2.2 Compilation Units

A compilation unit is C source code that is compiled and treated as one logical unit. The compilation unit is usually one or more entire files, but can also be a selected portion of a file if, for example, the #ifdef preprocessor directive is used to select specific code sections. Declarations and definitions within a compilation unit determine the scope of functions and data objects.

Files included by using the #include preprocessor directive become part of the compilation unit. Source lines skipped because of the conditional inclusion preprocessor directives are not included in the compilation unit.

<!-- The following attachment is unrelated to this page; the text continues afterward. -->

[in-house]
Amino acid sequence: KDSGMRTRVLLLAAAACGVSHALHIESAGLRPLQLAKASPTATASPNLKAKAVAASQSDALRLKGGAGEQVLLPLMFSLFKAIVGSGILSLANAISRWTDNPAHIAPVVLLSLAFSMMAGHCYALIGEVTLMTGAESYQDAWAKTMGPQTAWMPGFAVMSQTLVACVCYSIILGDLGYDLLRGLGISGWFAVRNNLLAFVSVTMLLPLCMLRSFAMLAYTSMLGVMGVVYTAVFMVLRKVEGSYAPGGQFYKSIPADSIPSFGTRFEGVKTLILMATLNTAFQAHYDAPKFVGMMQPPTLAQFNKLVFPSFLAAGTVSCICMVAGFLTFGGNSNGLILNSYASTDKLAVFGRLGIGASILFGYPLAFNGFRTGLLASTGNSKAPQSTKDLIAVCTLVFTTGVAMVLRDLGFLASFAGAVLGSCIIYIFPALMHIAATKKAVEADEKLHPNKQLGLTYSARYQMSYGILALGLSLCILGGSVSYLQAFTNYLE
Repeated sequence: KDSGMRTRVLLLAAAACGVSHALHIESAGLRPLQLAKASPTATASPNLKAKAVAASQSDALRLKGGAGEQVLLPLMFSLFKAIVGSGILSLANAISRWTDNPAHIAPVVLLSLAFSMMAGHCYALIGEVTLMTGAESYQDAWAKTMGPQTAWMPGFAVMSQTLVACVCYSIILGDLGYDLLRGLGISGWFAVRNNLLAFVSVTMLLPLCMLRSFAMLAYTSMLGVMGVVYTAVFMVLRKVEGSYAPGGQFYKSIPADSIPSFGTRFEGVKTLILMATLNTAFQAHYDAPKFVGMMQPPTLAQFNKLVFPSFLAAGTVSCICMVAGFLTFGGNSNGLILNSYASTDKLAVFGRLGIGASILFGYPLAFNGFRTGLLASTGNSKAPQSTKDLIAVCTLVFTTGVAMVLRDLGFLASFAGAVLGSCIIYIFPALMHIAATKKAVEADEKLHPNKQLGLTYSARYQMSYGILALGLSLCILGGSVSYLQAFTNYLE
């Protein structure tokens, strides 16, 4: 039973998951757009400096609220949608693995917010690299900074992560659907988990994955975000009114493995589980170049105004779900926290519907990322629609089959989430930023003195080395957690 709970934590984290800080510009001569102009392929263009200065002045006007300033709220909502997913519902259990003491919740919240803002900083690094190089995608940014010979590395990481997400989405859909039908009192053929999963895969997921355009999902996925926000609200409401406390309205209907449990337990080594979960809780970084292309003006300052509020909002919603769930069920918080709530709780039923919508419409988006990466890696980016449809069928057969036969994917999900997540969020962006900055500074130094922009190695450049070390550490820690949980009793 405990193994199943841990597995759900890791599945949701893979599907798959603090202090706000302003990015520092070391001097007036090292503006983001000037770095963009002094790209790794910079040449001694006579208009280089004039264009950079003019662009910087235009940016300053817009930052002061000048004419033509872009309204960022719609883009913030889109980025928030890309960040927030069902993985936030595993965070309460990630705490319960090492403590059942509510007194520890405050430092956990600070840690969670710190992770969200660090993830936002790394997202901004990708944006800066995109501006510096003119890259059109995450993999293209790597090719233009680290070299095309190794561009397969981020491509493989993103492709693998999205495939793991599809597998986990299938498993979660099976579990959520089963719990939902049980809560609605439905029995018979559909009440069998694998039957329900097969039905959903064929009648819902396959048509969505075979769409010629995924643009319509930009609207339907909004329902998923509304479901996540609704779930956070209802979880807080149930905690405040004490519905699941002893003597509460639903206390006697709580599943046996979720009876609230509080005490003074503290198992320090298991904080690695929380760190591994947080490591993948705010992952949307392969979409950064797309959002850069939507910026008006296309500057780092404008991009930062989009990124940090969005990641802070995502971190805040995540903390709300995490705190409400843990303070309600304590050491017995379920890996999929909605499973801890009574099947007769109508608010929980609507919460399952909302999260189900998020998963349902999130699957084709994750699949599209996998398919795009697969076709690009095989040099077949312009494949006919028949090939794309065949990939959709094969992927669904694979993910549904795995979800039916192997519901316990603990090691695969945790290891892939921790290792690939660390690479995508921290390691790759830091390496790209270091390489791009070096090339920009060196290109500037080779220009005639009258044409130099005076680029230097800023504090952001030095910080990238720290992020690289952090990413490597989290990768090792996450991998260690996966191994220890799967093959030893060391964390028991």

Compilation units are important in determining the scope of identifiers, and in determining the linkage of identifiers to other internal and external identifiers. Section 2.3 discusses scope. Section 2.8 discusses linkage.

A compilation unit can refer to data or functions in other compilation units in the following ways:

Programs composed of more than one compilation unit can be separately compiled, and later linked to produce the executable program. A legal C compilation unit consists of at least one external declaration, as defined in Section 4.3.

A translation unit with no declarations is accepted with a compiler warning in all modes except for the strict ANSI standard mode.

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